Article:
Ohio Lawmakers Defy Gov. Kasich To Approve Budget Halting Medicaid Expansion
The governor's office has estimated that 500,000 state residents could be denied coverage because of the freeze on new enrollment. Many legislators expect Gov. John Kasich to veto the measure, but they think they can override that. News outlets also report on Medicaid issues in Texas, Illinois and Mississippi.
Ohio Lawmakers Vote To Freeze Medicaid Expansion
Ohio's Republican-controlled legislature voted on Wednesday to freeze enrollment in the state's Medicaid healthcare insurance for the poor, setting the stage for a showdown with Republican Governor John Kasich, who favors expanding the program. The proposed Medicaid freeze, which would deny coverage to hundreds of thousands of Ohio residents who lack job-related health insurance and cannot afford to purchase their own, was adopted as part of a $65 billion two-year budget plan. (Palmer, 6/28)
Ohio House Approves Budget Bill, Sending It To Gov. John Kasich
Much of the House debate focused on the bill's restrictions on Medicaid, the joint state-federal health insurance program for poor and disabled Americans. More than 725,000 Ohioans have been added to the rolls since the state expanded eligibility to those making up to 138 percent of the poverty level. Kasich's Office of Health Transformation estimates 500,000 Ohioans would lose coverage because of the freeze. Republicans defended the freeze as a way to rein in costs on a program that has doubled from its initial estimates. (Borchardt, 6/28)
$65.5B State Budget Passes; Veto Battle With Kasich Looms
Both Senate President Larry Obhof, R-Medina, and House Speaker Cliff Rosenberger, R-Clarksville, told members they may return to session next week for potential override votes. Neither leader would publicly speculate what Kasich planned to veto, but many expect the Medicaid expansion to be among them. ... The issue sparked spirited debates in the House and Senate over the proposal to freeze Medicaid expansion enrollment starting July 1, 2018, after which no new Ohioans could enroll. Those already enrolled could not come back on the program later, if they temporarily get a better job but then lose it, unless they are getting mental health or drug addiction treatment. (Siegel, 6/28)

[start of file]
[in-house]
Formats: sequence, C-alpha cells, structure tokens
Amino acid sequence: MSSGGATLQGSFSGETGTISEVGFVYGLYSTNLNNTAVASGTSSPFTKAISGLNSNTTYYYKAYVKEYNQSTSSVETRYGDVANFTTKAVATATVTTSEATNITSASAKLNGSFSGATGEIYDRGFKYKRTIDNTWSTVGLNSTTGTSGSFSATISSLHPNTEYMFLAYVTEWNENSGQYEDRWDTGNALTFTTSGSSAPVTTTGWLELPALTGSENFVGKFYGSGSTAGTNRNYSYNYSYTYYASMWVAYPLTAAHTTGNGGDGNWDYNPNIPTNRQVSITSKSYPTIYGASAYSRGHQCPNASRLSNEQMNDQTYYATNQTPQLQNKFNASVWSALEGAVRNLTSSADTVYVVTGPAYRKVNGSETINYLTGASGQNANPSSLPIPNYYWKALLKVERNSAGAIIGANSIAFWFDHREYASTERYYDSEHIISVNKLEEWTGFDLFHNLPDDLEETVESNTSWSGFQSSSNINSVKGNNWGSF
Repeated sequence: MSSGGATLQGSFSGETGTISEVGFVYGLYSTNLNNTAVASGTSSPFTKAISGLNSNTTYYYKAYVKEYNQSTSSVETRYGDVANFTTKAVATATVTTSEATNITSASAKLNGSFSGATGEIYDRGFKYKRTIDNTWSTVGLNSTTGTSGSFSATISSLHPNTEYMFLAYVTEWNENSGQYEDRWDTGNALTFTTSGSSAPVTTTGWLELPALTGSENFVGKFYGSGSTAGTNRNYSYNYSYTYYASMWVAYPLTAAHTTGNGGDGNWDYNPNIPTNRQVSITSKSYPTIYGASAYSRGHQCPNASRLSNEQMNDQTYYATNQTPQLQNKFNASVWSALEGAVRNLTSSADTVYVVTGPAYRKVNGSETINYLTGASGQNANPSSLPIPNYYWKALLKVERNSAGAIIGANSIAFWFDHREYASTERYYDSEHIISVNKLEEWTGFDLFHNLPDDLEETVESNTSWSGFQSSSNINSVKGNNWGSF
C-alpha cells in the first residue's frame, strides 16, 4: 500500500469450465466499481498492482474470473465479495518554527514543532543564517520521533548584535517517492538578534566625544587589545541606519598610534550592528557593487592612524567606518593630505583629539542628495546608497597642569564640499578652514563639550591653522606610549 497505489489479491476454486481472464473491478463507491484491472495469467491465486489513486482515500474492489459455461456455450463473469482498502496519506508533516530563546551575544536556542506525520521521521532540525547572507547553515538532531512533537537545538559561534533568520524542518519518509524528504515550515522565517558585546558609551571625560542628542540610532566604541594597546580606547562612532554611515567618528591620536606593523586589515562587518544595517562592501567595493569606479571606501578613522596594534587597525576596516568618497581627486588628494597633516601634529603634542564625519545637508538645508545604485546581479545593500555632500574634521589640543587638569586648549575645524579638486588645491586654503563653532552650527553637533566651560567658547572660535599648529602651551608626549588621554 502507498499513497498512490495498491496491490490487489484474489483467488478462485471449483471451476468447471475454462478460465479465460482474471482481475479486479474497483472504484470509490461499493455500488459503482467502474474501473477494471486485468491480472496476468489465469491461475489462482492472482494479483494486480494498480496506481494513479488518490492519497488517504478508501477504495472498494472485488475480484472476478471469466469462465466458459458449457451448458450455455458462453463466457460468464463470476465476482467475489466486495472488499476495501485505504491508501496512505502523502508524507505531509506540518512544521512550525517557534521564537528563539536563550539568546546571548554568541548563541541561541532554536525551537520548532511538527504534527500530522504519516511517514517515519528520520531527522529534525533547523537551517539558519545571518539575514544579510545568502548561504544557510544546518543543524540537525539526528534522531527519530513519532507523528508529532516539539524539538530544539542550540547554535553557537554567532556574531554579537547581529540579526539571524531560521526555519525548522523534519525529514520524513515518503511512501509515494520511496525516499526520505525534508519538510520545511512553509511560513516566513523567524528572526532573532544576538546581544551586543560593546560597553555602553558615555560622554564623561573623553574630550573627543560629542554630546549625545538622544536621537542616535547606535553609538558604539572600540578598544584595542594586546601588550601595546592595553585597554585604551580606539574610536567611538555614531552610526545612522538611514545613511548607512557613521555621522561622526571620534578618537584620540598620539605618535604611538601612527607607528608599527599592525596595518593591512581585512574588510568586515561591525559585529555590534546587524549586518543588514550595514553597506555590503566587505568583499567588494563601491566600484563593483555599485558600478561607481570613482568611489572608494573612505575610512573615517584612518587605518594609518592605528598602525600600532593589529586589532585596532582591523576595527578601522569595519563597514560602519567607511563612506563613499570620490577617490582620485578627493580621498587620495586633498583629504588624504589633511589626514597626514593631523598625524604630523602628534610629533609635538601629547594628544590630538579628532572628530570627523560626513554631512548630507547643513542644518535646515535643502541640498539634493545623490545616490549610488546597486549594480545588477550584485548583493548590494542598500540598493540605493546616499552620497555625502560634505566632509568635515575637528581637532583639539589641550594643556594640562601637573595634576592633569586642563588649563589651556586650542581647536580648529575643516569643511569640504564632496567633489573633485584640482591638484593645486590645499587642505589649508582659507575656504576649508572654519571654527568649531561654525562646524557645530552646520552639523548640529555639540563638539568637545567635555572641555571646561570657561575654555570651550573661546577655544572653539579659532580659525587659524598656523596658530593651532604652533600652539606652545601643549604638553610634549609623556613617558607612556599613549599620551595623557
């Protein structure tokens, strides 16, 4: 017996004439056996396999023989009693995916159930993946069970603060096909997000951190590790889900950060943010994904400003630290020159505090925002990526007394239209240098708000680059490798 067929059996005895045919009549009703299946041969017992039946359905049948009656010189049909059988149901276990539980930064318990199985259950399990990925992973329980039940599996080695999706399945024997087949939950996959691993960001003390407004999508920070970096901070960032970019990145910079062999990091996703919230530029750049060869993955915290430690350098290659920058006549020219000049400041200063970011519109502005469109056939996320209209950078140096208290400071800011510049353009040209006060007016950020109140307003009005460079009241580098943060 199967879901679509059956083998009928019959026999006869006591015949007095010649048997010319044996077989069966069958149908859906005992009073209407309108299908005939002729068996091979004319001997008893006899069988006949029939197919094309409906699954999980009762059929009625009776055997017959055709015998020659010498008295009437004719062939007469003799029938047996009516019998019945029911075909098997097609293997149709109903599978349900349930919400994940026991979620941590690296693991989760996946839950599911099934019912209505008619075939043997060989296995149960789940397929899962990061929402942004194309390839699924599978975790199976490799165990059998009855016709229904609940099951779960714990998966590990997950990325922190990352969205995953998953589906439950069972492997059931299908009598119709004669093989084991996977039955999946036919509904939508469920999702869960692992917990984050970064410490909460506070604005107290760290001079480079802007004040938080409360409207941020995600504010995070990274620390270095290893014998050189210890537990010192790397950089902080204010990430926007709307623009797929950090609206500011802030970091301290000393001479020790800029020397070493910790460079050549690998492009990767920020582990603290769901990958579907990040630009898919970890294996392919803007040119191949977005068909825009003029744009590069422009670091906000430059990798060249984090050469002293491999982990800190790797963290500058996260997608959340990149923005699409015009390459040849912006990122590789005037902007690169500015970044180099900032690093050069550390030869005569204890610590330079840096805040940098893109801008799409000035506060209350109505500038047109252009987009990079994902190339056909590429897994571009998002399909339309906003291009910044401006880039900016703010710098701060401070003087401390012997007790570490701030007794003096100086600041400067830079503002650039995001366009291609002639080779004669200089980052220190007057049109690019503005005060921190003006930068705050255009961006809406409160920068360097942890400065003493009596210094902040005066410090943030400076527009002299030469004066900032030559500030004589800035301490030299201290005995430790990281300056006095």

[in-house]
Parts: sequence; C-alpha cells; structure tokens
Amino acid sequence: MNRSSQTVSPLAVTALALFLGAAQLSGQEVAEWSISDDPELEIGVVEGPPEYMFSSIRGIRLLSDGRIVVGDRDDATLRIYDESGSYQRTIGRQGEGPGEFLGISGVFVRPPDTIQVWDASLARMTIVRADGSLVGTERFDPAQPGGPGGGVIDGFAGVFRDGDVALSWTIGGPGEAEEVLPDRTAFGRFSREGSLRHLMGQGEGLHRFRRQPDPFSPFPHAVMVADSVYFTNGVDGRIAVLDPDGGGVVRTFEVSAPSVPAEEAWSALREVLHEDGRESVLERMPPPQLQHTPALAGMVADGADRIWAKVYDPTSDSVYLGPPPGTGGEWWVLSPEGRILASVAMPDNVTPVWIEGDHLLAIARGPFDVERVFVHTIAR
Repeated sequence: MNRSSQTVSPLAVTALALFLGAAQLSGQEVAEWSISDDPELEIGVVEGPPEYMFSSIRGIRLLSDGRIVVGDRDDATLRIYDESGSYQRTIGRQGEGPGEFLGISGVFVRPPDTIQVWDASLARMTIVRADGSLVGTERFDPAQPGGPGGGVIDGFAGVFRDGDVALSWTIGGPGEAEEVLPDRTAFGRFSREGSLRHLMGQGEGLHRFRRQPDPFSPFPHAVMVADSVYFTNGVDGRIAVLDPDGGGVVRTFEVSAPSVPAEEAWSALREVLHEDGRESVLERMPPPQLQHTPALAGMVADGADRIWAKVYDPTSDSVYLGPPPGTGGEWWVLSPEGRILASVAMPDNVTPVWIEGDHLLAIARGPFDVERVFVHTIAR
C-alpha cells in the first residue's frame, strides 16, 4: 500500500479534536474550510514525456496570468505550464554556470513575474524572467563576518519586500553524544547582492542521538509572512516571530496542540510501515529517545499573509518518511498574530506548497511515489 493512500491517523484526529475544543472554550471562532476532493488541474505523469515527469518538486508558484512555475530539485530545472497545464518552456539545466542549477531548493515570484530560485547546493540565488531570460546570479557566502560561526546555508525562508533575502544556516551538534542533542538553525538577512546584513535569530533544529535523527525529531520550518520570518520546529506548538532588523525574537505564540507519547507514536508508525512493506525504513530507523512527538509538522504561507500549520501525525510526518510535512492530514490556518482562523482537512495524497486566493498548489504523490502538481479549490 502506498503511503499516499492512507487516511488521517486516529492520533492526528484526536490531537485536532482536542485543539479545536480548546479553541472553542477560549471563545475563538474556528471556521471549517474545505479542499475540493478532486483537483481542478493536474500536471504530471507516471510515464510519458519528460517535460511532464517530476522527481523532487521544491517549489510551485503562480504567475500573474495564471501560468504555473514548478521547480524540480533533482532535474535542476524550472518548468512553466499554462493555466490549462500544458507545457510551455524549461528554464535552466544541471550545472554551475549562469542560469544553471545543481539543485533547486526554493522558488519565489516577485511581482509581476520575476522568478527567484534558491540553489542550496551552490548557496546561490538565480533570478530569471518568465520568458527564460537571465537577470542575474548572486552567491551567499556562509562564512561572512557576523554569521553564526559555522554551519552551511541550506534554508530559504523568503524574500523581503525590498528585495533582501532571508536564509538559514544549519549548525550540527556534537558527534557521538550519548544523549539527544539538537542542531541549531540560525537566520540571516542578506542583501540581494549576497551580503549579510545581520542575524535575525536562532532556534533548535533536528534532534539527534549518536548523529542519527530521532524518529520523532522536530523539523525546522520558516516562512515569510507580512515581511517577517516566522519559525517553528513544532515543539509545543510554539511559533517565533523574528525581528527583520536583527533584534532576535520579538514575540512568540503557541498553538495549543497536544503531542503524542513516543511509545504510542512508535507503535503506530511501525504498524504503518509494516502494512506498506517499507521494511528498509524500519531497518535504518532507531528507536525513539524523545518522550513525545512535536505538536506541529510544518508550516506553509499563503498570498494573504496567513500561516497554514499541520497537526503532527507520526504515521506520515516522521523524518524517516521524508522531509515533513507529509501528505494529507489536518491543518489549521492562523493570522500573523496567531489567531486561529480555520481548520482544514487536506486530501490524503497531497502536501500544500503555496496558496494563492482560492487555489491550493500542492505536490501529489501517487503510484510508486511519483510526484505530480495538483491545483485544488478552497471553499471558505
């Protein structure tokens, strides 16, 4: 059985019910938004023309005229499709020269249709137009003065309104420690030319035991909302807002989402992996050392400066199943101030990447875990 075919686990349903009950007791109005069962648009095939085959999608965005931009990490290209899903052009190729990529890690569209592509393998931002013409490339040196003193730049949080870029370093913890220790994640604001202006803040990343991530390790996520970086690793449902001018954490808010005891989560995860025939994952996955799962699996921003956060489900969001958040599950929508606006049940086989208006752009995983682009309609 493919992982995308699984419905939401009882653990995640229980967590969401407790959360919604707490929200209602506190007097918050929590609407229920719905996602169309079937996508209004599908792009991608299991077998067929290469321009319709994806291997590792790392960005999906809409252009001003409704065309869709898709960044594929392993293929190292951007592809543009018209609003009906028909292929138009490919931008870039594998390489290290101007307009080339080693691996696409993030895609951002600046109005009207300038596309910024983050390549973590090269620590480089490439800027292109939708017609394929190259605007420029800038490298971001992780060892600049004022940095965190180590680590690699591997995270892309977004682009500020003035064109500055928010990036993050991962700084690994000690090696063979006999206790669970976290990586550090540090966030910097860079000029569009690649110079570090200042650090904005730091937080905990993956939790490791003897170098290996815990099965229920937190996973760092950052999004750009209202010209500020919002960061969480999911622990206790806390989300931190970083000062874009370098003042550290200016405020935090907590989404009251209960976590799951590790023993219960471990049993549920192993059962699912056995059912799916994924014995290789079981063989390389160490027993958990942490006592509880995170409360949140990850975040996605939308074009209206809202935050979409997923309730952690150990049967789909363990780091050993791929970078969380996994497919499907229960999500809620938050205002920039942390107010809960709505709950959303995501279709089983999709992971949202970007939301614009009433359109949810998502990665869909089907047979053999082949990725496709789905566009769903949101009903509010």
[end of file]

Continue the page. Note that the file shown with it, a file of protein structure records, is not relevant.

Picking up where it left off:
The Associated Press:
Texas Medicaid Cuts Leave Special Needs Kids Without Therapy
Stacey English has modest desires for her 7-year-old daughter Addison: Be able to eat without gagging and move both her arms. But since Addison's occupational therapist went out of business this winter, the child with a rare genetic disorder has regressed in her fight to do even that much. "I don't know where to go from here," said English, who has been unable to find a replacement therapist in their Texas college town of College Station. "How do you continue to help her make progress when you don't have someone to teach her?" (Hoffman, 6/28)
Illinois Is Back In Court Over Medicaid Bills
Illinois will find out Friday if its finances will take yet another hit when a judge rules whether the cash-strapped state needs to immediately pay down at least $2.8 billion of unpaid Medicaid bills. During a status hearing in Chicago on Wednesday, U.S. District Judge Joan Lefkow said she’ll rule June 30, which is also the last day for Illinois leaders to pass a budget before the start of a new fiscal year. Lefkow ruled June 7 that Illinois isn’t meeting its Medicaid funding responsibilities and ordered both sides to hash out a way to hasten the payments. Since then, negotiations have failed, according to a court filing from lawyers for the Medicaid recipients who asked Lefkow to order Illinois to pay $1.1 billion a month to catch up on new and old bills. (Campbell and Hanna, 6/28)
Jackson (Miss.) Clarion-Ledger:
'Medicaid Saved My Life.'
[Shan Copeland] never would have been able to have that life-saving surgery if she hadn't had Medicaid. A single mother of three, Copeland, 28, has had multiple surgeries relating to Pseudotumor cerebri, a condition that causes fluid to gather in her brain. The condition can lead to a multitude of issues, including debilitating migraines and blindness. (Fowler, 6/28)